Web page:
On a warm, spring day last April, I linked up with two fabulous teachers and two wonderful classrooms of eager 5th graders at the innovative arts school in the Bronx. They invited me over for the second year in a row to enhance the kids’ nutritional knowledge as part of their busy curriculum. My goal is to expose these students to healthier eating as early as possible, so that they can make better choices when it comes to their food. As a reward for being ‘brave’ and trying a new healthy food, each child receives a sticker in the classroom on a proudly-posted colorful board. This is such a fun way to motivate kids to start eating wiser at a younger age, as these gentle encouragements of possibility and exposure will help them for the rest of their lives!
We learned about healthy fats as part of our lesson plan, including which fats and cholesterol we want more of in our diet and which ones to look out for and avoid as often as possible: monounsaturated and saturated fats vs trans fats. The goal was to debunk the fact that all fats are bad, since in fact, many fats are quite protective and are very good for us. In our small time frame, we managed to get a really fun nutritional game going, where the children got into teams (each team name was veggie-based!) and had one member from each group taste a food in front of the class (while blindfolded!) and try to guess what it was for a point. For an additional point, they could disclosed the type of fat that may be found in their food using the help of their teammates and the handout provided to them.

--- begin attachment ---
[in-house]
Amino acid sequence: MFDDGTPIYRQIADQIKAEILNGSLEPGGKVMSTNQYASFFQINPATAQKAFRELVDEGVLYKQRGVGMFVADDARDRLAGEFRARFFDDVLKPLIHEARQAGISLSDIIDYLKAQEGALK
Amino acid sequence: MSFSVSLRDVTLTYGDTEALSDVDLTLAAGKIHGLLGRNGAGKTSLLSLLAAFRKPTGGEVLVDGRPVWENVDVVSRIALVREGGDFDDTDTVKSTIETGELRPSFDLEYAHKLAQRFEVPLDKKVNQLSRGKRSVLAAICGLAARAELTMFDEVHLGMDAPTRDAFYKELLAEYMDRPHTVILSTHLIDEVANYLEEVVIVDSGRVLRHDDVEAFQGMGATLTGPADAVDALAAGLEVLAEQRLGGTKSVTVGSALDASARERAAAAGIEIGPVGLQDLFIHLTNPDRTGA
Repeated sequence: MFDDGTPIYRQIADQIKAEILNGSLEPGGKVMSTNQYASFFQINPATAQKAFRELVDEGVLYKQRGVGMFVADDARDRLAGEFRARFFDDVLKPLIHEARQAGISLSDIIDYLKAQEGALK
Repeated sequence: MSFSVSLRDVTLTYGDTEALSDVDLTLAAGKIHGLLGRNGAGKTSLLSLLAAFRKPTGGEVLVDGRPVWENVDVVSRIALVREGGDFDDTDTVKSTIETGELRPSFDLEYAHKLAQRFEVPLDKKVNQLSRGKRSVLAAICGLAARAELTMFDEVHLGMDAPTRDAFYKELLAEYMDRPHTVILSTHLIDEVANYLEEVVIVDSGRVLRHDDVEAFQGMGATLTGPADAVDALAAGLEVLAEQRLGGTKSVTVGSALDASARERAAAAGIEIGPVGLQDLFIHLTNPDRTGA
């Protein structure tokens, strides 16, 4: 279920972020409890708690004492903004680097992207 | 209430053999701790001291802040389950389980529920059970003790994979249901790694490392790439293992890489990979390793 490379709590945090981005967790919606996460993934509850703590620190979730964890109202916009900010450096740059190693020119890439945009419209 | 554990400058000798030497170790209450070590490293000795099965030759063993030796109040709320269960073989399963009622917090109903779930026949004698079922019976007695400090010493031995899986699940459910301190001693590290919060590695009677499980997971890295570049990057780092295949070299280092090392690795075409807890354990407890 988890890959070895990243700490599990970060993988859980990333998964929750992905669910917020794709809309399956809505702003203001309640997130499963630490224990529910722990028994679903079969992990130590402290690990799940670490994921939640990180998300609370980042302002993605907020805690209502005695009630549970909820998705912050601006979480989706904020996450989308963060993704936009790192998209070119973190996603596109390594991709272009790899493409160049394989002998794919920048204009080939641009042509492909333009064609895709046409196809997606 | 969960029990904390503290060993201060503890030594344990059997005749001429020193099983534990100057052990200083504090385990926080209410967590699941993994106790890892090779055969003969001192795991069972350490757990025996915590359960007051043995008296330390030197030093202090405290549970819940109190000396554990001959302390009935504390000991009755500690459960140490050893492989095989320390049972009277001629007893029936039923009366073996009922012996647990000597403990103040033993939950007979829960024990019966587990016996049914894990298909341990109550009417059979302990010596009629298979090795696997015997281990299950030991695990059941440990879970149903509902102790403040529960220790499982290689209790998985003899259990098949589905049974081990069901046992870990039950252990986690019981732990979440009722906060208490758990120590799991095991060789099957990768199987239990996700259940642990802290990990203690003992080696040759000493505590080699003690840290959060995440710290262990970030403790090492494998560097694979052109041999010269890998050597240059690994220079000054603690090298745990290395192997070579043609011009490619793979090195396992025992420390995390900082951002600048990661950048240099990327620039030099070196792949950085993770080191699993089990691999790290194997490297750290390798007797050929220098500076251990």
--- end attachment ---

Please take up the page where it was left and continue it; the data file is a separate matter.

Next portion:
I hand selected foods from Trader Joe’s (LOVE them!) including carrots, strawberries, rice cakes, apple slices, prunes, crunchy almond butter, sugar snap peas, avocado, raw sunflower seeds and almonds (making sure to discuss food allergies before hand). This is a handful of the nutritious snack ideas that I wanted the kids to learn about as alternatives to Doritos and Oreos. Not all calories are created equally: a 100 calorie bag of carrots vs a 100 calorie bag of Oreos just can’t be considered equals! Some kids had never, ever tasted some of these foods before, so it was an interesting way to get them to tune into their different senses when eating something new.
Manhattan Milk was kind enough to deliver and donate bottles of organic fresh local milk (chocolate, skim and 1% pints, which were all rBST and hormone-free of course) to the school, as well as organic rBST-free cheese strings and organic pre-cut apple slices to the students so that they could enjoy an extra healthy nutritious morning! These donations were so well received by the school, it was truly amazing. The extras were divided up amongst the kids, who each got to sample a platter of all the foods we learned about that day – goal here being to expand their palate and taste buds, opening up the possibility to try a larger variety of foods than what they are used to.
So many thanks to the wonderful teachers and students at the Bronx Charter School for the Arts for Spilling the BEANS : you made my day extra special! After all, smiling faces and happy tummies is what it’s all about. See you next year!